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Original Investigation |

Impact of Distraction on the Driving Performance of Adolescents With and Without Attention-Deficit/Hyperactivity Disorder

Megan Narad, MA1,2; Annie A. Garner, PhD1; Anne A. Brassell, BA1; Dyani Saxby, PhD2; Tanya N. Antonini, MA1,2; Kathleen M. O’Brien, BA1,2; Leanne Tamm, PhD1; Gerald Matthews, PhD2; Jeffery N. Epstein, PhD1
[+] Author Affiliations
1Cincinnati Children’s Hospital Medical Center, Cincinnati, Ohio
2University of Cincinnati, Cincinnati, Ohio
JAMA Pediatr. 2013;167(10):933-938. doi:10.1001/jamapediatrics.2013.322.
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Importance  This study extends the literature regarding attention-deficit/hyperactivity disorder (ADHD)–related driving impairments to a newly licensed, adolescent population.

Objective  To investigate the combined risks of adolescence, ADHD, and distracted driving (cell phone conversation and text messaging) on driving performance.

Design, Setting, and Participants  Adolescents aged 16 to 17 years with (n = 28) and without (n = 33) ADHD engaged in a simulated drive under 3 conditions (no distraction, cell phone conversation, and texting). During each condition, one unexpected event (eg, another car suddenly merging into driver’s lane) was introduced.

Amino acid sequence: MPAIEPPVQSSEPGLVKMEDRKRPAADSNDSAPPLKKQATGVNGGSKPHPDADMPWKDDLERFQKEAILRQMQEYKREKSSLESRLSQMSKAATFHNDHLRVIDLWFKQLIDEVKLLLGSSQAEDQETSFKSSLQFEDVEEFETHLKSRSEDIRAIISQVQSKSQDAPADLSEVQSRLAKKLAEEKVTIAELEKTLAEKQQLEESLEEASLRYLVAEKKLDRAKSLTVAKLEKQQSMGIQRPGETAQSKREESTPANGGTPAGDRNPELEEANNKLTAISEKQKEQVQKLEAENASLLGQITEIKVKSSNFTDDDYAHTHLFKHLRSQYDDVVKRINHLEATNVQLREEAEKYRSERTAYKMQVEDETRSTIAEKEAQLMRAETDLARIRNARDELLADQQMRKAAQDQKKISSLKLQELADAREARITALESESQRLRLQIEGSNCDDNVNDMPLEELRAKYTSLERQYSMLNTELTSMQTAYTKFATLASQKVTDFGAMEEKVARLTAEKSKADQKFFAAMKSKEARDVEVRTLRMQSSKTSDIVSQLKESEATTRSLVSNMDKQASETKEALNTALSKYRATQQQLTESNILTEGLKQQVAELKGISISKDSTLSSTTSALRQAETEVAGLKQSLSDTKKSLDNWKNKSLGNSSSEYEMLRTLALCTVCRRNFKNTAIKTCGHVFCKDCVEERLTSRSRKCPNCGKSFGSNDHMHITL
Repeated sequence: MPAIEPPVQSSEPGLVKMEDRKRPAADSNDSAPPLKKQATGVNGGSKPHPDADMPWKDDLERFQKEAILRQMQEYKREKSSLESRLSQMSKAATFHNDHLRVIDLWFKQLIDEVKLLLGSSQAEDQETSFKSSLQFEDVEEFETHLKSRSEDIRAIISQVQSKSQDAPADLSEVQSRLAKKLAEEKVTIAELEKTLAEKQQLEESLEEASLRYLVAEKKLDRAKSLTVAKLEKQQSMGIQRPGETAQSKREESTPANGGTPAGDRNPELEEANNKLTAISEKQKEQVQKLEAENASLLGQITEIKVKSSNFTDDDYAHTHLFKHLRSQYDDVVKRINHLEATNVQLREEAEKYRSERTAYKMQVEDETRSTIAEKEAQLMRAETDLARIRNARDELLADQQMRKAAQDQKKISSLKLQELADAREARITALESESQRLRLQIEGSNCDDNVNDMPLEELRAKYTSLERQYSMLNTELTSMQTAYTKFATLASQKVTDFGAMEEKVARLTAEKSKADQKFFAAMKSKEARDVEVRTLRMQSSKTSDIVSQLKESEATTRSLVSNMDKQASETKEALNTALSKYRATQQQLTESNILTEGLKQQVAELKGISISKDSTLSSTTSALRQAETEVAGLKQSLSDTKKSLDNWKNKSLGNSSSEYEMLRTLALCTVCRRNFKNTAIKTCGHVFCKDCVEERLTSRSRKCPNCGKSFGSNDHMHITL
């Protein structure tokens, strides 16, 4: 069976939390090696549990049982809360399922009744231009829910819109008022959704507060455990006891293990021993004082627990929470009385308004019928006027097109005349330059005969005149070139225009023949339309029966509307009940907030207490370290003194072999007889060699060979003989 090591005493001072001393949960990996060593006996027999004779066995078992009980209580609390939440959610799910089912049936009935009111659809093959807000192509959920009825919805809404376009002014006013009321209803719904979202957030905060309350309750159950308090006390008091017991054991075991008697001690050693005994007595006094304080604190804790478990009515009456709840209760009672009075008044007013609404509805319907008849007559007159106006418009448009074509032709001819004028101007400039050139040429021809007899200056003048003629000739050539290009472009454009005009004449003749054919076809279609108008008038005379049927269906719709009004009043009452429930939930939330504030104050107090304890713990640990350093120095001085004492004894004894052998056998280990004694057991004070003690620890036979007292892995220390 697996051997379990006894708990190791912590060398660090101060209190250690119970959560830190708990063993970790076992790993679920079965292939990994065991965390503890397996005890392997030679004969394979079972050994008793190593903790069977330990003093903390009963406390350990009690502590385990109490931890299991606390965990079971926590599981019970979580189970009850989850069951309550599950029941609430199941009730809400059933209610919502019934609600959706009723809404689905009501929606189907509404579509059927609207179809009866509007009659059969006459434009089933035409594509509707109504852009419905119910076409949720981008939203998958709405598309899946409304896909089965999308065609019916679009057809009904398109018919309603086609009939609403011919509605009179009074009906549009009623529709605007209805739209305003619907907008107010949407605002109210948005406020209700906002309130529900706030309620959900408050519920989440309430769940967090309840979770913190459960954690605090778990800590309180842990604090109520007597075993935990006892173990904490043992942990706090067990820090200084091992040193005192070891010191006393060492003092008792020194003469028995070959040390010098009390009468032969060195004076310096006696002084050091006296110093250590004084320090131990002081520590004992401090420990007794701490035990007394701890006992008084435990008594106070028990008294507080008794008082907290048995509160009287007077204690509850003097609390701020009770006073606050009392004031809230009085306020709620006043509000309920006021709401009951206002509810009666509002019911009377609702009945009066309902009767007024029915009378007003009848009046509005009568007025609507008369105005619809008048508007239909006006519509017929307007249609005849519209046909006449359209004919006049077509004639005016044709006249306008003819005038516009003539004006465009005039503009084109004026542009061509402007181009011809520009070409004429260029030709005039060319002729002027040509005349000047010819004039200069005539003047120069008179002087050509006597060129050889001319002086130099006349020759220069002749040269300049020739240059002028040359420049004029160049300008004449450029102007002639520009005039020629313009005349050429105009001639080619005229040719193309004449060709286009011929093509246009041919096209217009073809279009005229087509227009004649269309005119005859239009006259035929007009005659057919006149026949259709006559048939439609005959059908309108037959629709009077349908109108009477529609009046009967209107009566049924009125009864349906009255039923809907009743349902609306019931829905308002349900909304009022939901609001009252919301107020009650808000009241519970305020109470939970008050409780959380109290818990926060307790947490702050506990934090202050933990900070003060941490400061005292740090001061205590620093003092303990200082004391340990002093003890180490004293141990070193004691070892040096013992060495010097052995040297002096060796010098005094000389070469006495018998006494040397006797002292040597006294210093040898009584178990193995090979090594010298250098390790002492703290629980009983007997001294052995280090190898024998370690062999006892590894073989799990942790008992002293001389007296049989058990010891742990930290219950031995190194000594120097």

Interventions  Cell phone conversation, texting, and no distraction while driving.

Main Outcomes and Measures  Self-report of driving history, average speed, standard deviation of speed, standard deviation of lateral position, and braking reaction time during driving simulation.

Results  Adolescents with ADHD reported fewer months of driving experience and a higher proportion of driving violations than control subjects. After controlling for months of driving history, adolescents with ADHD demonstrated more variability in speed and lane position than control subjects. There were no group differences for braking reaction time. Furthermore, texting negatively impacted the driving performance of all participants as evidenced by increased variability in speed and lane position.

Conclusions  To our knowledge, this study is one of the first to investigate distracted driving in adolescents with ADHD and adds to a growing body of literature documenting that individuals with ADHD are at increased risk for negative driving outcomes. Furthermore, texting significantly impairs the driving performance of all adolescents and increases existing driving-related impairment in adolescents with ADHD, highlighting the need for education and enforcement of regulations against texting for this age group.

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The American Medical Association is accredited by the Accreditation Council for Continuing Medical Education to provide continuing medical education for physicians. The AMA designates this journal-based CME activity for a maximum of 1 AMA PRA Category 1 CreditTM per course. Physicians should claim only the credit commensurate with the extent of their participation in the activity. Physicians who complete the CME course and score at least 80% correct on the quiz are eligible for AMA PRA Category 1 CreditTM.
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